The recording of their lives and events was the job of the Rishis. They did it on palm leaves in Sanskrit and it was handed over through the system of Gurukul (teacher- student). All the Puranas, Ithihasas and other works have come to us in that way only.
The first ever ‘boasting’ was done by Ashoka in the language that Vediks of olden times did not approve / did not consider as worthy. The development of writing of a language different from Sanskrit was done by Jains and Buddhists only. So any effort to establish olden past of the Vedic kings and Vedic society by means of inscriptions carved on rocks in Brahmi or Tamil Brahmi scripts will not yield results.
Given below is the conclusion of a review of an article on old writing systems. The entire article can be read in the link given below.
....But can we imagine such a state of affairs, given what we know (admittedly not too much) of the state of society and culture in India, especially in the northeast, before this time? If we can put any trust at all in the traditional lore of the Purâ.nas and the testimony of the Pali canon, Magadha was the site of great and prosperous empires, notably that of the Nandas, decades if not centuries before the foundation of the Mauryan dynasty in around 320 BC. Can we believe that these dynasties with their legendary riches, and the remarkable intellectual and cultural life of India in the time of the Buddha and Mahâvîra, existed in a totally illiterate sphere? It is certainly true that intellectual activity in India has always strongly favored oral over written means of expression, and both von Hinüber and Falk have effectively put to rest the already discredited skepticism about the possibility of oral composition and preservation of the Veda, Pâ.nini's grammar, etc. (see e.g. Falk pp.321--7). But the fact that Pâ.nini did not use writing in composing the A.a.tâdhyâyî does not necessarily mean that he was illiterate (cf. Falk p.259); it may only mean that writing was not considered an appropriate vehicle for intellectual endeavors of his kind. Even given the very different cultural role of writing in India as compared to many other ancient civilizations, it is hard to conceive that practical affairs such as the keeping of records and accounts in a fabulously wealthy empire like that of the Nandas could have been kept in order without any form of writing at all, or at least without some alternative system of memory-aids like the Inca quipu . Thus one is tempted to think along the lines of William Bright (cited by Falk, p.290) of some type of writing that was "perhaps used for commercial purposes, but not for religious or legal texts."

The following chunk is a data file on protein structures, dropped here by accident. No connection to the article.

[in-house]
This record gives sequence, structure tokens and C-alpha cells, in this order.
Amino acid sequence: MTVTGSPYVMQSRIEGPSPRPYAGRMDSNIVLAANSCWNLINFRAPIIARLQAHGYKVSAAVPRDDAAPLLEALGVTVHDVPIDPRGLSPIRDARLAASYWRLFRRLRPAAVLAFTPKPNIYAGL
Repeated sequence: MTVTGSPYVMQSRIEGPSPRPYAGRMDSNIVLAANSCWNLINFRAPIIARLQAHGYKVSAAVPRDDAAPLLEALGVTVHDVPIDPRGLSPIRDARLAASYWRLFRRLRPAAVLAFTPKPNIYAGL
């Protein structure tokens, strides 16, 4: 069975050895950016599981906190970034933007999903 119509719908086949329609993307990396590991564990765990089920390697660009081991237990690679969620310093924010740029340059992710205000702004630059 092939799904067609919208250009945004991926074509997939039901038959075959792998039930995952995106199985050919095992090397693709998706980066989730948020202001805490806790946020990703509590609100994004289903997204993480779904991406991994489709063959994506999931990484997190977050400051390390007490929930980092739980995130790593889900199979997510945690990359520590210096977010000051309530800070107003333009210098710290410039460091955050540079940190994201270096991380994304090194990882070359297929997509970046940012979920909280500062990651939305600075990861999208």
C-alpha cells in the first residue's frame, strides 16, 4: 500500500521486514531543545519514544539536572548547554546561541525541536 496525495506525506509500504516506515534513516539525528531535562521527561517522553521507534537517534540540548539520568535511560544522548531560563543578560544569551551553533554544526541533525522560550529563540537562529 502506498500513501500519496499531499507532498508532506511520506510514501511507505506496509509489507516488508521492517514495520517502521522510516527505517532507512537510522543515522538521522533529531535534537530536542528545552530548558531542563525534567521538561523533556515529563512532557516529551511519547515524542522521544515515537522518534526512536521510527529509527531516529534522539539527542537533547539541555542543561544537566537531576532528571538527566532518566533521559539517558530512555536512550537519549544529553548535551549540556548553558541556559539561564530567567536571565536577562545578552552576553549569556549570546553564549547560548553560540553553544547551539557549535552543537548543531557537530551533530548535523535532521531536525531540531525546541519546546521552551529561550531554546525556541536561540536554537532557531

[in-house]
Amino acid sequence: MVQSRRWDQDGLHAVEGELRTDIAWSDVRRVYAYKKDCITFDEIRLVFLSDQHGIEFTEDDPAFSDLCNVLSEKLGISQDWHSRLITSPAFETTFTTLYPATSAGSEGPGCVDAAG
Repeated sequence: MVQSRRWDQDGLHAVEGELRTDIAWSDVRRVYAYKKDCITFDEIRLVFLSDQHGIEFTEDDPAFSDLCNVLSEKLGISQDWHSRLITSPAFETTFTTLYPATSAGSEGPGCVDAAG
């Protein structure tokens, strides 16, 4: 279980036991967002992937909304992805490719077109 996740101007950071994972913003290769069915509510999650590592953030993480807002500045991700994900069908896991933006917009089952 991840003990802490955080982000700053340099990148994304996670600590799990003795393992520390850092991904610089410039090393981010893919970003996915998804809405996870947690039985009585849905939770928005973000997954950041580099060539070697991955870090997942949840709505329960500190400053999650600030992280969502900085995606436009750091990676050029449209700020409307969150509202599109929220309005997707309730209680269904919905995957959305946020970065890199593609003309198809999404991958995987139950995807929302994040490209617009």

Admittedly, we have not a shred of concrete evidence for this, and it is perhaps better to stick with what we have and assume that business affairs, like cultural ones, were conducted in pre-Mauryan Magadha simply on the basis of the highly-developed memory skills so well attested in ancient and modern India, perhaps with the assistance of a system of numerical notation such as that hypothesized above. This, it would be hard to deny in light of the evidence that Falk, von Hinüber, et al. have laid out before us, is the most likely scenario on the grounds of the unfortunately meager evidence that is left to us. Still, we should not fall into the trap of thinking that the last word has been spoken. Admittedly, it hardly seems likely, after all the years of waiting, searching, and the dashing of false hopes, that some major archaeological discovery will reveal a whole new picture of the origins of writing in the Indian heartland, or reveal a sustainable (rather than purely hypothetical) connection with the Indus script. Nevertheless, it would be unwise to rule out surprises in the future, and we should leave the door open, as does Falk (p.340), to discoveries that could revive theories of an early development of Brâhmî. But we must also agree, if reluctantly, with his final sentence: "Zur Zeit erscheint dieser Fall jedoch kaum zu erwarten" (p.340).